In, 2013, McKinsey & Co. published a predictive report, “The Road to 2020 and Beyond: What’s Driving the Automotive Industry?” Given that we’re about halfway to 2020, I thought it would be a good time to check-in and see how things are progressing.
Some key takeaways from the report:
- Connectivity becomes more important
- OEMs need to differentiate in areas that enhance the customer experience and build loyalty
- Rising complexity results in more variations of car models
Just as phones got smart, so will cars. They won’t quite think, but they will respond and remind. Cars on the road are being equipped with danger-warning applications, traffic information services, and a host of infotainment features and increasingly active safety features as well. The number of networked cars will rise 30 percent a year for the next several years; by 2020, one in five cars will be connected to the Internet. Delivering services through the car – Internet radio, smartphone capabilities, information/entertainment services, driver-assistance apps, tourism information, and the like – is a promising area … as is the creation of new technical features for safe, comfortable, and eventually, autonomous driving. To deliver on this, OEMs will have to manage shorter product and service development cycles, such as software and other technology updates.
What I think:
We are a lot closer now to autonomous than we were in 2013! I had my first experience riding in a Tesla Model S, where I got to see just how close it comes to autonomy (side note: Ludicrous Mode is much more exciting to me than the autonomous driving). The Model S was able to drive around curves, change lanes, and even slow and stop while following another car. It parallel-parked for me and even parked without me in the car, which was simply awesome. Some parts of the ride still required manual intervention, such as stopping at a stop sign or driving on a newly painted road. But it’s sure fun. Daniel Sparks recently wrote about his experience in driving 61 miles using Tesla’s autopilot feature, and after this experience says he’s “convinced autonomous production cars may come sooner than we think.”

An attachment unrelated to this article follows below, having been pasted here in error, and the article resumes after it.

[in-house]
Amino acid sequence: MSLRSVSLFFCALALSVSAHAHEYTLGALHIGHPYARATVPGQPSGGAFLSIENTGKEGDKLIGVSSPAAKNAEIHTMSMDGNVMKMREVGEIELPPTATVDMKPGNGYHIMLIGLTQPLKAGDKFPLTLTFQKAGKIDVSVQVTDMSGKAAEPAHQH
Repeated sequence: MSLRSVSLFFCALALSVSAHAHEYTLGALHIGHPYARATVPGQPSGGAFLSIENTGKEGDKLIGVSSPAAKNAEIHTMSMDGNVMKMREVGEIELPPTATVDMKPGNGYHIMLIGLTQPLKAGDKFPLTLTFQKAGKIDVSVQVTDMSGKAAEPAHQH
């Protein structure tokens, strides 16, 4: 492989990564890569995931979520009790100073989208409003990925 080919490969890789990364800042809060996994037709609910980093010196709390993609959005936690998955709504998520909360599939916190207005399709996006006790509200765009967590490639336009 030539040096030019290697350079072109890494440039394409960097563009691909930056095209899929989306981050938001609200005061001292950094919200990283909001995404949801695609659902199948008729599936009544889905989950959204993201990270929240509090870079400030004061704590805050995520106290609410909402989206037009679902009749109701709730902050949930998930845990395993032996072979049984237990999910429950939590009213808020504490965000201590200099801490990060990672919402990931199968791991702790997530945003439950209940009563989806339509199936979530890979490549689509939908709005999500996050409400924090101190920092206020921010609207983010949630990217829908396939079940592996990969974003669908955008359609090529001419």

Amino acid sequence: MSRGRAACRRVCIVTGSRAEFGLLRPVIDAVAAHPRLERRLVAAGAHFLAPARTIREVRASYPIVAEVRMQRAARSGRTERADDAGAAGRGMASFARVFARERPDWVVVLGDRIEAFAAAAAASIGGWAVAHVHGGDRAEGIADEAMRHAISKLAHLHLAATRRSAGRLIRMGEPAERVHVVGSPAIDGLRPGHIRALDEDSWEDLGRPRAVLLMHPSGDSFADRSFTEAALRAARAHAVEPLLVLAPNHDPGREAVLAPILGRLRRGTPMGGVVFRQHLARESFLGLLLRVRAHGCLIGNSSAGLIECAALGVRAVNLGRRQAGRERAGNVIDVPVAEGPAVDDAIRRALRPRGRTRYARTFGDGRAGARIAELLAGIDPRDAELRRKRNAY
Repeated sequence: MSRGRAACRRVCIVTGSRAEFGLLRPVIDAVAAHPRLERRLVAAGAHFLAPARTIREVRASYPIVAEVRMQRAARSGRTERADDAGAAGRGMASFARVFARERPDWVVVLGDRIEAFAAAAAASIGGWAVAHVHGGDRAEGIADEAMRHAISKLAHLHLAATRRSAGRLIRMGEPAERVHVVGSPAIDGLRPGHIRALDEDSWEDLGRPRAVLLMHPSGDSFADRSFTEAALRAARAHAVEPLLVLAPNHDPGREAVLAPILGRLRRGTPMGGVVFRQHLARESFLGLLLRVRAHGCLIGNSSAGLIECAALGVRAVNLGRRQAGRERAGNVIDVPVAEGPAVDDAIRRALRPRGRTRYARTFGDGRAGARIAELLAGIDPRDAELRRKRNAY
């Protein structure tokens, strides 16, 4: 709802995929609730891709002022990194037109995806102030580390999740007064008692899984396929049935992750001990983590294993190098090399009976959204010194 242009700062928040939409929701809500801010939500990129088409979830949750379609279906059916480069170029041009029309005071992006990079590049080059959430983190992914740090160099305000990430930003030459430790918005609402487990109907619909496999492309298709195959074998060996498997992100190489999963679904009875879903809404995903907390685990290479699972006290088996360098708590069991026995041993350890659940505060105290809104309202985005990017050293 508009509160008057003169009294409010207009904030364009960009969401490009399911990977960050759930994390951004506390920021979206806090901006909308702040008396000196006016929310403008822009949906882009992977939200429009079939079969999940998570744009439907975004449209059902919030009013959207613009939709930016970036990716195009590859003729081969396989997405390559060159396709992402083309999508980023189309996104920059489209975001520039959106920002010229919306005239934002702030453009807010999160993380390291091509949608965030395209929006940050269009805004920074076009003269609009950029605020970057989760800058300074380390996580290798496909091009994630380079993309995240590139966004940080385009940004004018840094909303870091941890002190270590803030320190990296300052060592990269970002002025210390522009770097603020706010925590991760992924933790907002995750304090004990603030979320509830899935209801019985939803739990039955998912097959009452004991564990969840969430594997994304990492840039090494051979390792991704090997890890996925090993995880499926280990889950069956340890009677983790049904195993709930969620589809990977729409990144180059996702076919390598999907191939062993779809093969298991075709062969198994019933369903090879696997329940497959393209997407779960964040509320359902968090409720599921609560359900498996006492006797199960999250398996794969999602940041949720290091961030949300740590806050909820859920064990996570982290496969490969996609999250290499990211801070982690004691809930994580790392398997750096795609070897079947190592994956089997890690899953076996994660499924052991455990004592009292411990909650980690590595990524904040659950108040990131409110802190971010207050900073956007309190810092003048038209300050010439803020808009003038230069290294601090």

We still aren’t there quite yet. The consensus was that fully autonomous cars would come through incremental innovation (Ariel Schwartz, writing in Fast Company, calls this “stepping stones”). Until recently, this was true. We’ll definitely continue to see updates being made to the tried-and-trusted cars of the past, but we’re also starting to see huge leaps in innovation from companies including Google (and not so secretly, Apple). This has pushed traditional OEMs to evaluate how they approach new technology. Alex Davies, in Wired, looked at Ford’s approach, which feasibly includes full autonomy within five years. GM has been very active in acquisitions and partnerships in order to keep up with the speed of the market – they acquired the self-driving startup Cruise Automation for $1B and invested $500M in Lyft to help shape the future of mobility.